Nancy: Yes, and they're not just doing it in Asia Pacific, they're doing it in Latin America. They've done it and tried it in Mexico. They're trying it in Africa. It's LMICs, low and middle income countries. They're trying to infiltrate low and middle income countries to control the narrative and control policy.

Brent: And isn't part of their kind of pitch is saying, look, you don't have the resources or the bandwidth in order to properly regulate these products. And so here take our legislation and our advice and our money and just go ahead and ban the products altogether.

Nancy: Yep, that's exactly what they're doing, but the problem with that, I mean, it is, you know, some of these countries look at and go, Wait, you know, they're going to write it for us, they're going to give us money. Great, you know, especially now in the post-COVID world, we're still in COVID, but you know what I mean? But the problem is that those regulations do not take into consideration the things that are happening on the ground. And the people that are clued up are like, wait a minute, there's something wrong with here, you can't wholesale apply a policy across multiple countries without acknowledging the situation that's happening in the country.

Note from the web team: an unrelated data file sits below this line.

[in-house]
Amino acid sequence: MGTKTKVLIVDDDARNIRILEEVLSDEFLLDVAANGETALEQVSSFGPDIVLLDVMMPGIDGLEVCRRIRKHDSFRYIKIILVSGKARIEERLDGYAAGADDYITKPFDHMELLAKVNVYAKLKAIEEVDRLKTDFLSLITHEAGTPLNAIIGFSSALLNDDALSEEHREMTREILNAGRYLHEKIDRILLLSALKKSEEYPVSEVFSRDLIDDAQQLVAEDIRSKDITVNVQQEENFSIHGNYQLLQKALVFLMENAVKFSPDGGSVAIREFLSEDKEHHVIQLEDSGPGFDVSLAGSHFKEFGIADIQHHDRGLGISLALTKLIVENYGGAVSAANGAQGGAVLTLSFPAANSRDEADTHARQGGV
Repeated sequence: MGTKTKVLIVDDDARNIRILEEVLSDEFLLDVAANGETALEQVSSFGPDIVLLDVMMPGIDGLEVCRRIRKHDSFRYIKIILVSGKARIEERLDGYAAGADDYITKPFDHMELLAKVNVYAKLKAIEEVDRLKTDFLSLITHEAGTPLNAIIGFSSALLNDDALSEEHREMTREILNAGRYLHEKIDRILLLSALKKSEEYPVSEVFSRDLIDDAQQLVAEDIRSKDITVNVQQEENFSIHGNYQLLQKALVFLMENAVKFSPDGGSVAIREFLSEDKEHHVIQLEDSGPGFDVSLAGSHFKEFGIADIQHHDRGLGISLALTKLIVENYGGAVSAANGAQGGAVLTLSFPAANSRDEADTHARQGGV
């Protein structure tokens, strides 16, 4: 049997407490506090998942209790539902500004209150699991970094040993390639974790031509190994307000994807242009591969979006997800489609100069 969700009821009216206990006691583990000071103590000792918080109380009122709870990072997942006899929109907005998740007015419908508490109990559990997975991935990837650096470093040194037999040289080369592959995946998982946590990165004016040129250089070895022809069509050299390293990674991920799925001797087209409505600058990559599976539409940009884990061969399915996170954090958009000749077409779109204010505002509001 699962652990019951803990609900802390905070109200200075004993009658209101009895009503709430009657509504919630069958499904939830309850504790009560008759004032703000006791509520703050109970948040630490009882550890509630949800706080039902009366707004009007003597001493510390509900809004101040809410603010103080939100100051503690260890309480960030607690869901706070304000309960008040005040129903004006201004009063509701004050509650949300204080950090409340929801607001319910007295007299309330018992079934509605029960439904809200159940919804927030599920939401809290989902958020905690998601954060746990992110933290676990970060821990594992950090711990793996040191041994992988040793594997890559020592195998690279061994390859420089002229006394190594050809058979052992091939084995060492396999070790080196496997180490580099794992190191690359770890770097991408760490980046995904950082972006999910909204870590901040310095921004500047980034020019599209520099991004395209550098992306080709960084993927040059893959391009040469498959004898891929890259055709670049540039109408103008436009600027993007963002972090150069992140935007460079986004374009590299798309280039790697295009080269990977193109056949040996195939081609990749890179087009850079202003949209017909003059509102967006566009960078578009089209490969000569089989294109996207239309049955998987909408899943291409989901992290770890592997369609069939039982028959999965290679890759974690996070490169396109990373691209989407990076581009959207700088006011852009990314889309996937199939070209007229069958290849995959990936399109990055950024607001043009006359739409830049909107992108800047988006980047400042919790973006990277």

Brent: Now, around this time last year, there was quite a push from people in the media and for instance, Michelle Minton from the Competitive Enterprise Institute came out with a column that kind of coined the phrase philanthropy colonialism…

Nancy: Yes.

Brent: What's Going on here? What do you think about that?